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graduate, as regards seriousness and importance, the preceding queries of the lover; and, secondly, that I might definitely settle the rhythm, the meter, and the length and general arrangement of the stanza, -as well as graduate the stanzas which were to precede, so that none of them might surpass this in rhythmical effect. Had I been able, in the subsequent composition, to construct more vigorous stanzas, I should without scruple have purposely enfeebled them, so as not to interfere with the climacteric effect.

And here I may as well say a few words of the versification. My first object (as usual) was originality. The extent to which this has been neglected, in versification, is one of the most unaccountable things in the world. Admitting that there is little possibility of variety in mere rhythm, it is still clear that the possible varieties of meter and stanza are absolutely infinite. And yet, for centuries, no man, in verse, has ever done, or ever seemed to think of doing, an original thing. The fact is, that originality (unless in minds of very unusual force) is by no means a matter, as some suppose, of impulse or intuition. In general, to be found, it must be elaborately sought, and, although a positive merit of the highest class, demands in its attainment less of invention than negation.

Of course I pretend to no originality in either the rhythm or meter of “The Raven.” The feet employed throughout (trochees) consist of a long syllable followed by a short. The first line of the stanza consists of eight of these feet; the second, of seven and a half (in effect two-thirds); the third, of eight; the fourth, of seven

and a half; the fifth, the same; the sixth, three and a half. Now, each of these lines, taken individually, has been employed before; and what originality “The Raven" has is in their combination into stanza. Nothing even remotely approaching this combination has ever been attempted. The effect of this originality of combination is aided by other unusual and some altogether novel effects, arising from an extension of the application of the principles of rhyme and alliteration,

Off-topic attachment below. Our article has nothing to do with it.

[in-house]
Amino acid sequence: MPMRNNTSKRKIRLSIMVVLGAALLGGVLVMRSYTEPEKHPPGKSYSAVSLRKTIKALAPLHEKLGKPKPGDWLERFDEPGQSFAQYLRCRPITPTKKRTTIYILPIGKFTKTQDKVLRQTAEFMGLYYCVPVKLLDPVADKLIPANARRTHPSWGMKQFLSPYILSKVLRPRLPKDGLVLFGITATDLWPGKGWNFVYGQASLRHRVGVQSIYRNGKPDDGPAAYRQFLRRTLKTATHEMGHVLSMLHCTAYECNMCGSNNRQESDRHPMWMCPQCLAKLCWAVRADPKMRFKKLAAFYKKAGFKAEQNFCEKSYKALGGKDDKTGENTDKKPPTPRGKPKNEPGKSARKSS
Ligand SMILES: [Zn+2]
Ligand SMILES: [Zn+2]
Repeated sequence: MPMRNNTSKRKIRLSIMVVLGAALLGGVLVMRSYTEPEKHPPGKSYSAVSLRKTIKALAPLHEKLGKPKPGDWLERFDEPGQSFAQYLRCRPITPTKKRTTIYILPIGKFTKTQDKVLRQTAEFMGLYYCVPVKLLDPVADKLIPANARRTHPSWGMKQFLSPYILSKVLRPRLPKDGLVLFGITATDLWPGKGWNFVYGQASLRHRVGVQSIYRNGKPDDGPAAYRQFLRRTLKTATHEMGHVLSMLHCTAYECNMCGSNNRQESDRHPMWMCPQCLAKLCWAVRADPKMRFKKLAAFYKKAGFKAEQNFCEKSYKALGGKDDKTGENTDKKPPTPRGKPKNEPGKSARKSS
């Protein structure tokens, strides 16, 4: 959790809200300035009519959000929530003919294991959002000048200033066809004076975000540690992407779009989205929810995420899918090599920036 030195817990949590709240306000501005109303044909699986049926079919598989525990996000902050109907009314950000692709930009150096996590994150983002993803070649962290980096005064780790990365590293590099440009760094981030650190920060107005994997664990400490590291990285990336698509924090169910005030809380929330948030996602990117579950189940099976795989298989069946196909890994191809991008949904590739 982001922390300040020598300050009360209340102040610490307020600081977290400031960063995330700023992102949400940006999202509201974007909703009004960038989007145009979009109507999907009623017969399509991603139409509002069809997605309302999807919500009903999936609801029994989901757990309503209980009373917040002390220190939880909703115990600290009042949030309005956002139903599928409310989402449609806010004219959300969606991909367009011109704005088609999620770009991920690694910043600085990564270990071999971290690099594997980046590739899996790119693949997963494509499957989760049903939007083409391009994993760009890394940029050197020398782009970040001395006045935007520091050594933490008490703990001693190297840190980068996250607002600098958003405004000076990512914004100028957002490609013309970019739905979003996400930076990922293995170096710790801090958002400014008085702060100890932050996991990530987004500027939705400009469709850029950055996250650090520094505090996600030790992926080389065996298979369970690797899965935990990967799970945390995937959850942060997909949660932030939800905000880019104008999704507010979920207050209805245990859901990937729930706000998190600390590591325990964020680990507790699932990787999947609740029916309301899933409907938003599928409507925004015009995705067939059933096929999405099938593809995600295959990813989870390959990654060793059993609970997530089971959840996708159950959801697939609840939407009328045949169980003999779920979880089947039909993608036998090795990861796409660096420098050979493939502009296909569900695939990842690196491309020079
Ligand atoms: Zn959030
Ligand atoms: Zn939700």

The next point to be considered was the mode of bringing together the lover and the raven; and the first branch of this consideration was the locale. For this the most natural suggestion might seem to be a forest, or the fields; but it has always appeared to me that a close circumscription of space is absolutely necessary to the effect of insulated incident: it has the force of a frame to a picture. It has an indisputable moral power in keeping concentrated the attention, and, of course, must not be confounded with mere unity of place.

I determined, then, to place the lover in his chamber, - in a chamber rendered sacred to him by memories of her who had frequented it. The room is represented as richly furnished; this in mere pursuance of the ideas I have already explained on the subject of beauty, as the sole true poetical thesis.

The locale being thus determined, I had now to introduce the bird ; and the thought of introducing him through the window was inevitable. The idea of making the lover suppose, in the first instance, that the flapping of the wings of the bird against the shutter is a “tapping” at the door, originated in a wish to

increase by prolonging the reader's curiosity, and in a desire to admit the incidental effect arising from the lover's throwing open the door, finding all dark, and thence adopting the half-fancy that it was the spirit of his mistress that knocked.

I made the night tempestuous, first, to account for the raven's seeking admission, and secondly for the effect of contrast with the (physical) serenity within the chamber.